All washed out in Ankara – Turkey

Ankara may be the capital of Turkey, but it has long played second fiddle and is relatively unknown when compared to Istanbul. A little known fact is that it is larger than any city in America except New York.  This was confirmed by the views  from our coach as we were heading for our hotel, the fabulous Radisson Blu.. (click images to enlarge)  It was like any other major metropolis with an endless flow of designer shops, department stores, markets, restaurants and bars particularly in the trendy Kizilay area.

I had read about its diverse history spanning thousands of years and expected an interesting melting pot of old and new. Like the rest of Turkey, Ankara is proud of its Islamic traditions so our list included a trip to Arslanhani Camii, the city’s oldest mosque constructed in 1289. However, the weather in Ankara is not always kind.  As we arrived, it started to rain and continued to pour for the whole time we were there and the downpour meant our sightseeing excursions were a bit of a washout. Therefore, we gave the Arslanhani Camii a miss hoping the mosques in Istanbul would have the same impact.

Another site on our list was the Temple of Augustus but having been told by our guide there wasn’t much to see and the area it is located in is not particularly pretty, marooned as it is in a sea of ugly concrete shopping malls, OH and I decided to stay dry and see it from the window of the bus.

The Ethnographic Museum should have been a highlight but we were now being pelted by huge hailstones the size of golf balls so again it was another stay in the coach. Outside the museum visitors are greeted by a bronze statue of Ataturk astride a horse or so we were led to believe.  The reality was we could not see a thing through the steamed up windows and nobody felt brave enough to tackle the horrendous weather.


Image taken from internet as weather too bad to see anything !!

You see Mustafa Kemal Ataturk everywhere you go in Turkey. His image is displayed on the money, flags and in shops. You will see statues of him in every town and it is down to him that Turkey is the only predominately Muslim country in the world with a democracy. The people call him ‘The Father of all Turks’ after he formed the Republic of Turkey in 1923, previously it was part of the Ottoman Empire and he moved the capital from Istanbul to Ankara.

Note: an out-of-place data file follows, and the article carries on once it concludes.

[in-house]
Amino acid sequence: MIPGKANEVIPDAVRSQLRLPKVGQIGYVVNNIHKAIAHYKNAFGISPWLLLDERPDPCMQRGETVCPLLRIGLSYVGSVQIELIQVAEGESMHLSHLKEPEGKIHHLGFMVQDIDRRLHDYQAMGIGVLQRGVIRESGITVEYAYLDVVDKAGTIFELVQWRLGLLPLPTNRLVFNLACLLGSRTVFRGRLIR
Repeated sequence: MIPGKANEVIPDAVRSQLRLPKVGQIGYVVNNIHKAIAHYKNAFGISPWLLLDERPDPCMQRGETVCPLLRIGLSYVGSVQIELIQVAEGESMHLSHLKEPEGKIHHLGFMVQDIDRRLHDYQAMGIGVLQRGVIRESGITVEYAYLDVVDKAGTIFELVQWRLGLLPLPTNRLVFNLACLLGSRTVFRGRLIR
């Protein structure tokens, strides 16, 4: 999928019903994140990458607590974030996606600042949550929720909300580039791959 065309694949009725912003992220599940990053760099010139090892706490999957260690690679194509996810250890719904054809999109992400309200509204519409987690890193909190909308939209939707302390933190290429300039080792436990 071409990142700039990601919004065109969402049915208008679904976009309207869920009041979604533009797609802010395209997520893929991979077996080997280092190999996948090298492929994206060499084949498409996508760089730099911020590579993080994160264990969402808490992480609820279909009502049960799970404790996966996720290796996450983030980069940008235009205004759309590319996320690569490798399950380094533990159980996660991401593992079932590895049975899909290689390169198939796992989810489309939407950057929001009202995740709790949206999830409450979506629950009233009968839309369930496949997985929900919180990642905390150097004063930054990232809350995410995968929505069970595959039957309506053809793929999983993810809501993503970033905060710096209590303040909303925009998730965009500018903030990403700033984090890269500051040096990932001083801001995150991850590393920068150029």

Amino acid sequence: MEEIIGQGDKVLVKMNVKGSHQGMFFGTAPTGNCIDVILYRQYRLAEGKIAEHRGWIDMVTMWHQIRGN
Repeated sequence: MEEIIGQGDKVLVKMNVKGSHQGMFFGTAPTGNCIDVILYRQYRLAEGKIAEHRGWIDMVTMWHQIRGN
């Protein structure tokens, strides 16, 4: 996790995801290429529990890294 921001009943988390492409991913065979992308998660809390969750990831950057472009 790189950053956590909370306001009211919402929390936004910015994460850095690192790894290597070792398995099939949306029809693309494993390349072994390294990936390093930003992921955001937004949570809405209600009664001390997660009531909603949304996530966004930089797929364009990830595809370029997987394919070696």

A few of the things he did which I found fascinating because they are so different to what we perceive about Muslims in the west is that

  • He abolished the Islamic justice system and adopted western justice and law.
  • He made it law that women could wear their own choice of clothing. Previously the headscarf was compulsory.
  • He banned the headscarf from all government and education buildings.

On the way back to the hotel we visited a ceramics pottery. After a demonstration of how plates were made everything fell apart. I’m not sure if it was as a result of the rain soaking our brains but whilst most people were saying how beautiful and intricate the work was and indeed it was, a small group of us got the giggles and showed ourselves up   No doubt you will understand why when you look at the images below.

Ankara may not be the most attractive city in the world and because of the weather we didn’t see it at its best but it does give visitors a different view of modern Turkey.

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